Japan

Red Lantern, Red Jacket

Working with Aussie model Shaun Ripper in the backstreets of Kyoto. Shaun is represented by GTR Global.

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Tokyo Film Scans

The feeling of picking up your developed film is so exciting, and has a certain air of nostalgia to it as well. I was really excited to pick up two rolls that I had shot in Tokyo last year, because I couldn’t remember what was on them.

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These frames are all from test shoots with models from Folio Management in Tokyo’s Minato ward. They were taken on 35mm film that I rolled myself back in highschool, but had not yet shot. Hence the little imperfections like dust, scratches, and leaks. I actually love these features and think they give extra character to the frames. Because the film was so old, I had no idea if it had been exposed, or if it would even look any good. These shots were digitally scanned, but no retouching or adjustments have been made. Not even exposure or contrast adjustments. They are completely raw.

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I find that there is something really ‘real’ about film photos. I tend to look at them for longer, rather than skim over them quickly as I might with digital photos. There seems to be a part of the subject’s soul in these frames, as if they are really looking at me. This might sound weird, but that’s how I feel. I think film also has a timeless sort of look to it.

When I was in Hokkaido earlier this year, I went one step further and purchased a disposable camera from the convenience store there. I’ve been shooting single frames on it, but still haven’t finished it. So I’m really interested in what is on that camera. The suspense is all part of the excitement. I also like the way that having such an “ammeter” camera removes a certain barrier when shooting. Nobody seems to notice or care if I put the $10 disposable to my eye, whereas they may change their behaviour or shy away if I raise my DSLR. Observing the difference in psychology is interesting.

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Strangers at F1.8

In Tokyo last year I challenged myself to walk up to random strangers on the street and take their portrait. I had a roll of black and white Ilford, and a plastic 50mm lens. I am inherently shy, so asking people if I can take their portrait is pretty intimidating. With my lens choice, I had to be close, and I also wanted to capture engaged (rather than candid) portraits.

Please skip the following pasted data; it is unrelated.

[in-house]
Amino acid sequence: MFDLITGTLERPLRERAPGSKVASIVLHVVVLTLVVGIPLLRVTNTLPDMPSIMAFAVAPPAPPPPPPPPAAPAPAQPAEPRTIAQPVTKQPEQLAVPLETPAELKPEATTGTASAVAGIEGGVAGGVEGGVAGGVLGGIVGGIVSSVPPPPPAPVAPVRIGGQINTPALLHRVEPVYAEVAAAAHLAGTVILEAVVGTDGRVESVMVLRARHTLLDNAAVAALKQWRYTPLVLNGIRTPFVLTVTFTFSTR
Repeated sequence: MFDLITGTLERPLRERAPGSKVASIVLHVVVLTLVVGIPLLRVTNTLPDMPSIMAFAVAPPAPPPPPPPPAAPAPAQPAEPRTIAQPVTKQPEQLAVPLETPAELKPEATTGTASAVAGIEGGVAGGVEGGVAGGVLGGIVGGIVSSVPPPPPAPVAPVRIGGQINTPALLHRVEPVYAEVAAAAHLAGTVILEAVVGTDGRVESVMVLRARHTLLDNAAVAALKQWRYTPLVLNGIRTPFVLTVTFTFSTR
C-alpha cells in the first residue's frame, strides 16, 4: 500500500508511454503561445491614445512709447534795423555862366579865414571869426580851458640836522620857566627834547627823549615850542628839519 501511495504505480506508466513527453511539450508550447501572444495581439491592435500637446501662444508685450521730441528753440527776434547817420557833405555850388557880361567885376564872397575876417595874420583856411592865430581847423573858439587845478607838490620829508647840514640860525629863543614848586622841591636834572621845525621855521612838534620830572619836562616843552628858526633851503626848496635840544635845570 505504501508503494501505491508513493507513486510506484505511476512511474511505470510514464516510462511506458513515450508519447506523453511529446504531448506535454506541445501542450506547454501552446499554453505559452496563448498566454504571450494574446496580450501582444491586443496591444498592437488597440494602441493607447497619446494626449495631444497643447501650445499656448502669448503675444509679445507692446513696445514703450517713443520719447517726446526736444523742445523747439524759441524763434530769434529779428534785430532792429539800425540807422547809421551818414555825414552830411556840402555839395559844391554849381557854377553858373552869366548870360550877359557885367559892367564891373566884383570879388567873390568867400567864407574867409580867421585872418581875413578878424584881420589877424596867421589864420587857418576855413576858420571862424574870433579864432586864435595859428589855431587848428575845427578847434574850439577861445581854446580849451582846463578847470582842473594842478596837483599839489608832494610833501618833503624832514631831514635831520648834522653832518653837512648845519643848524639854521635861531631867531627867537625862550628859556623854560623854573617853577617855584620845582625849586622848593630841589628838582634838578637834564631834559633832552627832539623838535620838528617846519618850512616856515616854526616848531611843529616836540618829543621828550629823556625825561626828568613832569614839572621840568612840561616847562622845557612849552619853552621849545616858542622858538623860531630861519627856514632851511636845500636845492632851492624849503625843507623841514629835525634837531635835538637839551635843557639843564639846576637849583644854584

These are a few of my favourite ones. I spent quite a while talking to the man in the glasses, after taking about 15 minutes to work up the courage to approach him. He was dressed very eccentrically in bright colours, and was sort of pacing on the spot in Akihabara. He seemed like a real character, but from the way he was moving I wasn’t sure if he had been drinking for a while or not. But I knew I’d kick myself in the butt if I didn’t at least try to ask him. He ended up being really really lovely, and I talked to him for a good 20 minutes. He told me about how he made his own earrings out of metal and bottle tops. He had a very calm, gentle nature and complimented my terrible Japanese. I’m so glad that I got to speak with him and learn a little about his life.

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This girl is one of the many school kids who approached me at Asakusa shrine to ask “what is your country” and “what is your favourite Japanese food?” If you have ever been to Asakusa shrine, you will know that being bombarded by school kids is to be expected if you are a foreigner. I think that the English teachers all take their classes there, as this happens literally every time I go. In any case, this girl was part of a group of 5 that were asking me the aforementioned deep and philosophical questions. Because the ice was already broken, I took the opportunity to ask her to take a picture.

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I kind of cheated on the last one, it’s my friend’s son. Isn’t he just a nugget! Gorgeous light from the balcony door.

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Finally, a non-portrait. This may look like somewhere in developing Asia, but it is actually a game arcade in Kawasaki that is designed and fitted out to look this way. The design is actually more interesting than the games themselves (in my opinion.) It is meant to look like the slums of Hong Kong, and the attention to detail is amazing! To get in you have to cross a misty aqua body of water, carefully stepping on rocks. The doors also make noises as you go through. It’s called Anata No Warehouse (あなたのウェアハウス). I loved the hanging chickens.

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Ichiko | 衣知子

I can’t believe I haven’t blogged this yet! Here are some shots I took of Ichiko in Tokyo last year. Ichiko is signed with Folio Management in Azabujuban, and she was great fun to work with! We shot in the streets surrounding the agency office, exploring the different textures that Tokyo’s suburban landscape has to offer.

お昨年、私は衣知子さんの写真を撮りました。衣知子さんはフォリオ マネジメントのモデルです。写真撮影とても楽しかったです。会社の近くところに撮りました。私たちは日本語だけが話しました。ちょっとチャレンジでしたけど良かった。どうもありがとう衣知子さん!!

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We conducted the whole shoot in Japanese, and Ichiko was really easy to photograph. She didn’t need any warming up and was able to give off a range of expressions with ease. She also moved so well, creating great shaped with her body. I have to say I was really jealous of her hair- why can’t my hair grow that long!